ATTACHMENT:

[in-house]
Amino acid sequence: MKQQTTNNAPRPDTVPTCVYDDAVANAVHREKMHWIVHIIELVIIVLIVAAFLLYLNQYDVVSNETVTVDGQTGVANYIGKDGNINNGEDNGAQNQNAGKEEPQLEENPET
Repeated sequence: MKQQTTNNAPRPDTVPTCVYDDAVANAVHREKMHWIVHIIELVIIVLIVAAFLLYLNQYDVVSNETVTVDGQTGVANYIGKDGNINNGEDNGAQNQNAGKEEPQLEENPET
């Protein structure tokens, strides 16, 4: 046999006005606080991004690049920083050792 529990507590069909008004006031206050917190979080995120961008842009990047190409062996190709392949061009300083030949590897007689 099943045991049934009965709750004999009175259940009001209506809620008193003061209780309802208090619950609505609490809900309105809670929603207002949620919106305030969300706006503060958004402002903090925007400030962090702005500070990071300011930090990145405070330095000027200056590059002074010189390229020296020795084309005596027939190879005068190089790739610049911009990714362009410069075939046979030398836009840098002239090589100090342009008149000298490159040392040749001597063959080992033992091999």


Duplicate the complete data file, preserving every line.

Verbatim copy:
[in-house]
Amino acid sequence: MKQQTTNNAPRPDTVPTCVYDDAVANAVHREKMHWIVHIIELVIIVLIVAAFLLYLNQYDVVSNETVTVDGQTGVANYIGKDGNINNGEDNGAQNQNAGKEEPQLEENPET
Repeated sequence: MKQQTTNNAPRPDTVPTCVYDDAVANAVHREKMHWIVHIIELVIIVLIVAAFLLYLNQYDVVSNETVTVDGQTGVANYIGKDGNINNGEDNGAQNQNAGKEEPQLEENPET
């Protein structure tokens, strides 16, 4: 046999006005606080991004690049920083050792 529990507590069909008004006031206050917190979080995120961008842009990047190409062996190709392949061009300083030949590897007689 099943045991049934009965709750004999009175259940009001209506809620008193003061209780309802208090619950609505609490809900309105809670929603207002949620919106305030969300706006503060958004402002903090925007400030962090702005500070990071300011930090990145405070330095000027200056590059002074010189390229020296020795084309005596027939190879005068190089790739610049911009990714362009410069075939046979030398836009840098002239090589100090342009008149000298490159040392040749001597063959080992033992091999």